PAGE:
According to Wikipedia, quercetin is a flavonol (a type of bioflavonoid/flavonoid) that is found in a variety of different fruits, vegetables, leaves and grains. It is classified as an antioxidant because it has shown to inhibit the oxidation of other molecules.
Quercetin is under early-stage clinical research. Scientists are conducting studies to see if it can prevent or resolve several different ailments and diseases.
At this time, clinical studies do not have evidence that quercetin can cure any disease. However, this bioflavonoid has has shown to contain anti-oxidant, atherogenic and anti-carcinogenic properties.
Quercetin Uses: How is Quercetin Being Researched?
Byron J. Richards is a Board Certified Clinical Nutritionist, and he shares some areas of research that are being conducted that show potential including:
- Quercetin helps activate the production of cellular glutathione. This protects insulin-producing beta cells of the pancreas which leads to healthier blood sugar.
- It has also shown to offer antioxidant protection for cells lining the sinuses as well as mitochondria.
- Quercetin reduced free radical damage in diabetic rats and offered cardiovascular protection as well.
- Experiments demonstrated that quercetin could suppress inflammation in animals who had rheumatoid arthritis.
- Animal study showed that early lesions leading to colon cancer could be prevented with quercetin.
- Quercetin reduced flu susceptibility in mice.
- This flavonol may aid in metabolism and weight loss. Studies using quercetin combined with resveratrol helped to both suppress fat cell formation and increase fat cell death.
A medical journal from Bentham Science titled, “Anti Cancer Agents in Medicinal Chemistry” addresses quercetin and its anticancer properties.
Allergies & Quercetin as a Natural Antihistamine:
Richards also states, “Quercetin’s antihistamine properties are now well established. It has been found to stabilize mast cells in a way that helps lower stress induced anxiety and allergic reactions.”
Furthermore, Frank M. Painter, DC of Chiro.org points out an interesting fact. The recent increase in asthma comes from increased exposure to environmental allergens and decreased consumption of antioxidants.
That may be why we are seeing such positive results in the treatment of asthma with flavonoids, specifically quercetin. Preliminary evidence shows that quercetin prevents certain immune cells from releasing histamine. If histamine does not release, we can avoid the allergic reaction.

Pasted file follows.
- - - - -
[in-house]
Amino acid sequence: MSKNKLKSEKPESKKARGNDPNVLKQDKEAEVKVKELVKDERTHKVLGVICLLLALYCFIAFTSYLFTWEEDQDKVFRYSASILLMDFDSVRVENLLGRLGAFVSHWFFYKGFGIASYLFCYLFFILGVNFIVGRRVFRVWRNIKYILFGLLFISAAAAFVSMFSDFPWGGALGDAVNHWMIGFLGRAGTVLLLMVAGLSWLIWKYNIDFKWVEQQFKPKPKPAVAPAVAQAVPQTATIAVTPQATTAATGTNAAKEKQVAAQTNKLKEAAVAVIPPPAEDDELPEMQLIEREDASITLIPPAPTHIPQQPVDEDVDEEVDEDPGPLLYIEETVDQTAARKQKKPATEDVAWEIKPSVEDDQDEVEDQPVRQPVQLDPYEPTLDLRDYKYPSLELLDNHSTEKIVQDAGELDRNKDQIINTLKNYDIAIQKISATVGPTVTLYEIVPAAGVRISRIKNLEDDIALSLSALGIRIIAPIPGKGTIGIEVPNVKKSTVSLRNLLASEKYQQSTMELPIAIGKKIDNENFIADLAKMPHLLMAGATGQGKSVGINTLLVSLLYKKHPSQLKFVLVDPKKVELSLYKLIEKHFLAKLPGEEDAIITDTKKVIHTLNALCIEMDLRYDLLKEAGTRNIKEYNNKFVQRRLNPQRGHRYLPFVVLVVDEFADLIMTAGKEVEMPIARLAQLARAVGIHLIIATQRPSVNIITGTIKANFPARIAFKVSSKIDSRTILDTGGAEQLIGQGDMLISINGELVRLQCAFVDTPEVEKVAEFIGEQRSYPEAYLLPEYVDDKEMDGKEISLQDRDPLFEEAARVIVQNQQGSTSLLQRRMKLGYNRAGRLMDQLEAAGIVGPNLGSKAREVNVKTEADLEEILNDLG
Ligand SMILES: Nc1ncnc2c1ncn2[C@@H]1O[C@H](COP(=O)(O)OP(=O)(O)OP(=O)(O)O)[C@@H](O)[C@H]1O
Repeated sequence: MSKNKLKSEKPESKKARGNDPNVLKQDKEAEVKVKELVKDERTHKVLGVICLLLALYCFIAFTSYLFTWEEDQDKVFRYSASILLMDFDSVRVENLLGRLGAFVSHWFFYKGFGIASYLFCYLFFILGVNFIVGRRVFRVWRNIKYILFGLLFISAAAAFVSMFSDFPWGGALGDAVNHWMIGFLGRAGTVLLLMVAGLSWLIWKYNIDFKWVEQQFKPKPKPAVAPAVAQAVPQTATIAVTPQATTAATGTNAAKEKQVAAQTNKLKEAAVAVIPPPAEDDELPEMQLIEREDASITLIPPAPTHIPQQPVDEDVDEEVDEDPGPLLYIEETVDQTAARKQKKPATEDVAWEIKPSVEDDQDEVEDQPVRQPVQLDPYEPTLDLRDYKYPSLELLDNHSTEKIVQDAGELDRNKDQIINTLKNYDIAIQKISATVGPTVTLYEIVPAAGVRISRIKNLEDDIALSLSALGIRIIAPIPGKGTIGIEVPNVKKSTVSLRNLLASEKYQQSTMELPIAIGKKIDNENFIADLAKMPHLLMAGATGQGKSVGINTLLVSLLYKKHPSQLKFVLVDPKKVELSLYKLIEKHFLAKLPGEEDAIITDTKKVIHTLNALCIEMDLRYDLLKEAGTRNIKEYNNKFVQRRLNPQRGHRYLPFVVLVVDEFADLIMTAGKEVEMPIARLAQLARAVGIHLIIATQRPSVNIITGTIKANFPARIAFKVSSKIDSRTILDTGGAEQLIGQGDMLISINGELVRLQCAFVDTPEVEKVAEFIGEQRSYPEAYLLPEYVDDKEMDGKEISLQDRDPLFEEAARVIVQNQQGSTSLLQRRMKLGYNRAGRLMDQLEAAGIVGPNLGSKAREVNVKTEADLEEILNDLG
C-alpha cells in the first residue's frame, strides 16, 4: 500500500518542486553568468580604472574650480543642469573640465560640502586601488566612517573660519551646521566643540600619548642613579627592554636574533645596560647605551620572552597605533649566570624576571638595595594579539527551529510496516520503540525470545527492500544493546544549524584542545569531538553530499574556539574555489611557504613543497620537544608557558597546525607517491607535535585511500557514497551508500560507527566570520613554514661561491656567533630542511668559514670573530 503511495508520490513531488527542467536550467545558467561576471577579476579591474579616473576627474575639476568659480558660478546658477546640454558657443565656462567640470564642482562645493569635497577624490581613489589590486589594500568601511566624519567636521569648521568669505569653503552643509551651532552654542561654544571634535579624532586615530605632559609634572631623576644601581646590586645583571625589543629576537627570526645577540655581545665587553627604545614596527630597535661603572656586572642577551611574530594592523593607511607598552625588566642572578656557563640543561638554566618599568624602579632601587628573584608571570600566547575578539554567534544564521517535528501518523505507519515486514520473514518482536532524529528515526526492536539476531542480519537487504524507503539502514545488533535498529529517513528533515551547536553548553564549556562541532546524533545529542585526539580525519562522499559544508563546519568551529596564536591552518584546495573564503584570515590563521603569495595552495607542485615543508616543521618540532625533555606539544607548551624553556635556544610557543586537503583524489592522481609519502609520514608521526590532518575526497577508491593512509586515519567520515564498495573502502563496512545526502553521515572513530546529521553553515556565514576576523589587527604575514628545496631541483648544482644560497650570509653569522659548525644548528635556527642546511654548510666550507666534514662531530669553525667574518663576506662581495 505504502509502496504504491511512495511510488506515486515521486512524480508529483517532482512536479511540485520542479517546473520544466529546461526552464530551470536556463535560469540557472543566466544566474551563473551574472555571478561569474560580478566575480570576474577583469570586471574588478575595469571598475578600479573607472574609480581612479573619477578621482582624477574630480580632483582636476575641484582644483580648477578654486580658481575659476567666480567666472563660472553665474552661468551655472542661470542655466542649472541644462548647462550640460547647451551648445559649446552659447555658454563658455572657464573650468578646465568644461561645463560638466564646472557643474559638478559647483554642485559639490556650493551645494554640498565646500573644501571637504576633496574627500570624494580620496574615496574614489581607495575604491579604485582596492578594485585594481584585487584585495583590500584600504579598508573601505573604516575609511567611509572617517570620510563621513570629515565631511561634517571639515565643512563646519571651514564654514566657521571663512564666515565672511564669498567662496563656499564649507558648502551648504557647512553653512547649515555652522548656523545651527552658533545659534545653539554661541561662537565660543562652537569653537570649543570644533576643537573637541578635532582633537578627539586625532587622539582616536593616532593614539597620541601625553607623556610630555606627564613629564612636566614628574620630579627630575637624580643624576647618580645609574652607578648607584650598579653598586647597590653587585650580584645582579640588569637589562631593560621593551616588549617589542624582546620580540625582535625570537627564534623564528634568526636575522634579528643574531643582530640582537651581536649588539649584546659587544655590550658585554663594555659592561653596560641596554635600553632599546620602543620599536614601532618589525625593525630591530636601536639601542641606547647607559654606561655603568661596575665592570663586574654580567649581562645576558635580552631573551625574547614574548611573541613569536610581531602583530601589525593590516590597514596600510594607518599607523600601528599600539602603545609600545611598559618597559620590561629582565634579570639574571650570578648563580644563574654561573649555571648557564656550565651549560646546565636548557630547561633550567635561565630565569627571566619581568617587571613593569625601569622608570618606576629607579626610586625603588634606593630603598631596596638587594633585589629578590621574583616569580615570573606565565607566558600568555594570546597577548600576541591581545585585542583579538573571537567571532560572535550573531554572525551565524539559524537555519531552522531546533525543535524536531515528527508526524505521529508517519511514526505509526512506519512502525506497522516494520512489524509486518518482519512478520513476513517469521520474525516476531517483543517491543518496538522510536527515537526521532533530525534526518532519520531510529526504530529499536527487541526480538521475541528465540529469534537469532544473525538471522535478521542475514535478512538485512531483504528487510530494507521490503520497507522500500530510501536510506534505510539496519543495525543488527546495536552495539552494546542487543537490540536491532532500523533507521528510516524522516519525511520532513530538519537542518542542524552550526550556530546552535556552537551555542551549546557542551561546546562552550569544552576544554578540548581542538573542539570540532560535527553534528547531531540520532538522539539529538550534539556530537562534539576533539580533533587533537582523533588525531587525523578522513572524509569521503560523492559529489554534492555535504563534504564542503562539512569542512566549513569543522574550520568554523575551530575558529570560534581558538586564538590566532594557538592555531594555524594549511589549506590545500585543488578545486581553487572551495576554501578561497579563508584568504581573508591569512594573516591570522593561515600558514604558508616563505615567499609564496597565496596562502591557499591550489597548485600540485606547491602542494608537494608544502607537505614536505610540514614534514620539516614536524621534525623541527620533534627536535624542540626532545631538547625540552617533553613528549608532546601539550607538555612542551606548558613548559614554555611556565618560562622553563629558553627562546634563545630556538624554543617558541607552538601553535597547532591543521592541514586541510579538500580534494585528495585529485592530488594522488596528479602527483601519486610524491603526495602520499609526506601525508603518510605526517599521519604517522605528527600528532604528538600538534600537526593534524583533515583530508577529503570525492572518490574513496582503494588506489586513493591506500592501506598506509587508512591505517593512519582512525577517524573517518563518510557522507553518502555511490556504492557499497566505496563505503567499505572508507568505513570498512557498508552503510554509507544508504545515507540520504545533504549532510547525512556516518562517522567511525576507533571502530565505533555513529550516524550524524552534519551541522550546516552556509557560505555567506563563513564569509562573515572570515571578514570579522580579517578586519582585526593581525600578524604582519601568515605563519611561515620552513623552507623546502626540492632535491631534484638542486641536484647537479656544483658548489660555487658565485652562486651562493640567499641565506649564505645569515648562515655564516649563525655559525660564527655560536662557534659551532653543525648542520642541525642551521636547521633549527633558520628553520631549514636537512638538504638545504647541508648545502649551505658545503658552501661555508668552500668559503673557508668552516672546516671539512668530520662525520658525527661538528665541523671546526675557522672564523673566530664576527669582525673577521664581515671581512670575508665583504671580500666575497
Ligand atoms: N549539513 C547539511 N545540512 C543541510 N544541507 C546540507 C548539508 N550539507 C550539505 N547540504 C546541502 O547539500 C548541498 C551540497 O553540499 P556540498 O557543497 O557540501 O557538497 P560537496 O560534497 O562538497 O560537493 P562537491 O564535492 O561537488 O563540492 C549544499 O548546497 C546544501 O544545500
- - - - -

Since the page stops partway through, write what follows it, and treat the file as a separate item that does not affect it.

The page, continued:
Other research in the areas of inflammation and quercetin for allergies include:
- Cancer Sores
1. According to University of Michigan Health System, scientific data consistently shows that quercetin may reduce symptoms of chronic prostatitis.
2. Russell Faust, PhD, MD agrees that quercetin, as a naturally-occurring antihistamine, can help with symptoms of asthma, rhinitis and sinusitis.
What May Make Quercetin Better?
Examine.com reports that quercetin works better when used with other bioflavinoids (such as Resveratrol, Soy Isoflavones or Green Tea Catechins). Conversely, when used by itself, the nutrient has less impact.
Whole Health Chicago provides integrative, functional and alternative medicine solutions to their patients. They believe that combining quercetin with bromelain (such as Source Naturals Activated Quercetin) enhances their anti-inflammatory effects.
They suggest using this combination to help treat inflammatory conditions, such as eczema and allergies. This natural alternative can provide relief without the unpleasant side effects of traditional medications. People have successfully used quercetin for hives, as a natural decongestant plus other allergic and inflammatory symptoms.
Quercetin Helps Athletes by Boosting Immune System
FRS makes nutritional products for athletes. They claim to provide long-lasting energy, improved athletic performance, increased mental function and immune system support.
Their drinks, powders and chews all include quercetin along with green tea extract, 5 B vitamins, Vitamin c and E.